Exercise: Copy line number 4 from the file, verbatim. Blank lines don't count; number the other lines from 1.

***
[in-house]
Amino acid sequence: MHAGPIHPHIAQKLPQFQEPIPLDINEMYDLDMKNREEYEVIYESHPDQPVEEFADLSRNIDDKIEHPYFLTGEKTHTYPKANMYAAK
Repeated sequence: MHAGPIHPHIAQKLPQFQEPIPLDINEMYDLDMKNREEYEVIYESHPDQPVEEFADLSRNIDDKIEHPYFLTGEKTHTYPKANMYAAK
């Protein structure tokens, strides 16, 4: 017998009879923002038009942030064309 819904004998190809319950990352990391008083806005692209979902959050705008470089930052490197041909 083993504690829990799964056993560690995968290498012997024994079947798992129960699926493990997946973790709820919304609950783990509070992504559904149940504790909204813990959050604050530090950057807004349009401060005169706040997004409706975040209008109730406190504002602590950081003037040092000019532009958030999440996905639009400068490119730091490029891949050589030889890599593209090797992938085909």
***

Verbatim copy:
């Protein structure tokens, strides 16, 4: 017998009879923002038009942030064309 819904004998190809319950990352990391008083806005692209979902959050705008470089930052490197041909 083993504690829990799964056993560690995968290498012997024994079947798992129960699926493990997946973790709820919304609950783990509070992504559904149940504790909204813990959050604050530090950057807004349009401060005169706040997004409706975040209008109730406190504002602590950081003037040092000019532009958030999440996905639009400068490119730091490029891949050589030889890599593209090797992938085909």